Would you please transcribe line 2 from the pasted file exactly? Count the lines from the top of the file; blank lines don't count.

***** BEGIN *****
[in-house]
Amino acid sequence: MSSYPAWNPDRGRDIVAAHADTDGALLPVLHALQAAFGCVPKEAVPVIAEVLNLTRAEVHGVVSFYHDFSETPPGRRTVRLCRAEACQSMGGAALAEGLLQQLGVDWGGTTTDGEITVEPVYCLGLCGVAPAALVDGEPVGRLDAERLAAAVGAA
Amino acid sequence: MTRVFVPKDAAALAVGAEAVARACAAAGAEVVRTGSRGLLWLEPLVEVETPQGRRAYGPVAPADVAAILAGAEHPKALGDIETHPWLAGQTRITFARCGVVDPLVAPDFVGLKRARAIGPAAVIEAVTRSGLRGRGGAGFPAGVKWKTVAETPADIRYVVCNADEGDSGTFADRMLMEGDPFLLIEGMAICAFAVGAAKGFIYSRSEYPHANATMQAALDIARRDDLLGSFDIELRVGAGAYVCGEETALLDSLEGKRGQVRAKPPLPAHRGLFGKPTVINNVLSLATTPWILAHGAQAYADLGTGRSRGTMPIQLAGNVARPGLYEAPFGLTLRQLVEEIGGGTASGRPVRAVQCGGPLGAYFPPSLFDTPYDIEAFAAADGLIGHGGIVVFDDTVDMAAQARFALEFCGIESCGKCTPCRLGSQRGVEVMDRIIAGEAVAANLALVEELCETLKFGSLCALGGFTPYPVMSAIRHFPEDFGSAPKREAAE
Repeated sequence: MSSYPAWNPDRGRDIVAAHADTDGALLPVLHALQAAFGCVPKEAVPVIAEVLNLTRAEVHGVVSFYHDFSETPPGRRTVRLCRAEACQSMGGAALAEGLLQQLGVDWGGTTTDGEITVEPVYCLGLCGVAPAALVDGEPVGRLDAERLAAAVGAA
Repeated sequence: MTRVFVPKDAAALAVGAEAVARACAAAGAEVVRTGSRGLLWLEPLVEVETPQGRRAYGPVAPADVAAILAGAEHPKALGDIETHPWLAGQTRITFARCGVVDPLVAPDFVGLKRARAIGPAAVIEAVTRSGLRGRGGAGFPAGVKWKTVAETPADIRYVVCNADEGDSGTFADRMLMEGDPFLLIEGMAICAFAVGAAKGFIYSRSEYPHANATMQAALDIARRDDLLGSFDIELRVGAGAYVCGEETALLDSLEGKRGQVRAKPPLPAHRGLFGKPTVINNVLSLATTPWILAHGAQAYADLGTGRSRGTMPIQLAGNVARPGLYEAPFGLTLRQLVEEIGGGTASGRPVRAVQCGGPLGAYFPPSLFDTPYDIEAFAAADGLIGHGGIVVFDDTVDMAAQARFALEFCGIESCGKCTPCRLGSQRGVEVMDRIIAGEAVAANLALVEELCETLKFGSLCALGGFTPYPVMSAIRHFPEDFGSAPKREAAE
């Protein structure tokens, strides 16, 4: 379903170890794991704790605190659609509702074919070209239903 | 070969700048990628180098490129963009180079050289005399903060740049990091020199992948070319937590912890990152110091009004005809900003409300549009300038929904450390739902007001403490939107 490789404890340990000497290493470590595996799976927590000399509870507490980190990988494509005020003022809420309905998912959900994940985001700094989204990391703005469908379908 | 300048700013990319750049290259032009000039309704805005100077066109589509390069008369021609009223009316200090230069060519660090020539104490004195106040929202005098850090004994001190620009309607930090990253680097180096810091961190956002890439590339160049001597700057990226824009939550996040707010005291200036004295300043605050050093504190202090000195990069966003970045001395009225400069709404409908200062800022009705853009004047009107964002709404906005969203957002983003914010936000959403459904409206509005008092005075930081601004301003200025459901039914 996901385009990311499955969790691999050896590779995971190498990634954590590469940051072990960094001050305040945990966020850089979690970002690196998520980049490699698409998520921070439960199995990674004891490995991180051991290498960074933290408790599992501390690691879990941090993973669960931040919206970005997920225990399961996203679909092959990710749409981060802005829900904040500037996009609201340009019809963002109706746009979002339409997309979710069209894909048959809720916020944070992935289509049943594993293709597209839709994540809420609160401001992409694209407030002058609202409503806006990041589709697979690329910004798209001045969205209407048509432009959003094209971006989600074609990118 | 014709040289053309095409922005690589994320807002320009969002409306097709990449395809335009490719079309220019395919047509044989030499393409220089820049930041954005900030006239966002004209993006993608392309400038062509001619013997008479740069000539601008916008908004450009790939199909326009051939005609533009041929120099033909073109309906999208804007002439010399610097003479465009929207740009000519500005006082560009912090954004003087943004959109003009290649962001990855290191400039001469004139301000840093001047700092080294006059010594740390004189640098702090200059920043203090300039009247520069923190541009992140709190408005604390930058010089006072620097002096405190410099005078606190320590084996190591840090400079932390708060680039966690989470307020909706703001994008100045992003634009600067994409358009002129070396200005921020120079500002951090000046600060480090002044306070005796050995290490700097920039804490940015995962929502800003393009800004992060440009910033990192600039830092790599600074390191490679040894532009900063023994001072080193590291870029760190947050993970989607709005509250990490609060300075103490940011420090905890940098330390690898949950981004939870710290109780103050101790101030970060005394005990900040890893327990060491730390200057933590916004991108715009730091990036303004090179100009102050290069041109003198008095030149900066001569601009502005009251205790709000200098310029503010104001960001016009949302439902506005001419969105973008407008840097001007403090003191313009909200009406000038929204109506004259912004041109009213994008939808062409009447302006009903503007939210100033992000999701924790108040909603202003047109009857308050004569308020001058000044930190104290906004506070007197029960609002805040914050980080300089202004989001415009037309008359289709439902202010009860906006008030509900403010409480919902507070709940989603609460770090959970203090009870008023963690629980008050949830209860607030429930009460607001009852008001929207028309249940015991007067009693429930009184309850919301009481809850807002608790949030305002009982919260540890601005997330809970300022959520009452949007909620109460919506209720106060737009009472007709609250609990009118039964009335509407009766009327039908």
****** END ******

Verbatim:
Amino acid sequence: MSSYPAWNPDRGRDIVAAHADTDGALLPVLHALQAAFGCVPKEAVPVIAEVLNLTRAEVHGVVSFYHDFSETPPGRRTVRLCRAEACQSMGGAALAEGLLQQLGVDWGGTTTDGEITVEPVYCLGLCGVAPAALVDGEPVGRLDAERLAAAVGAA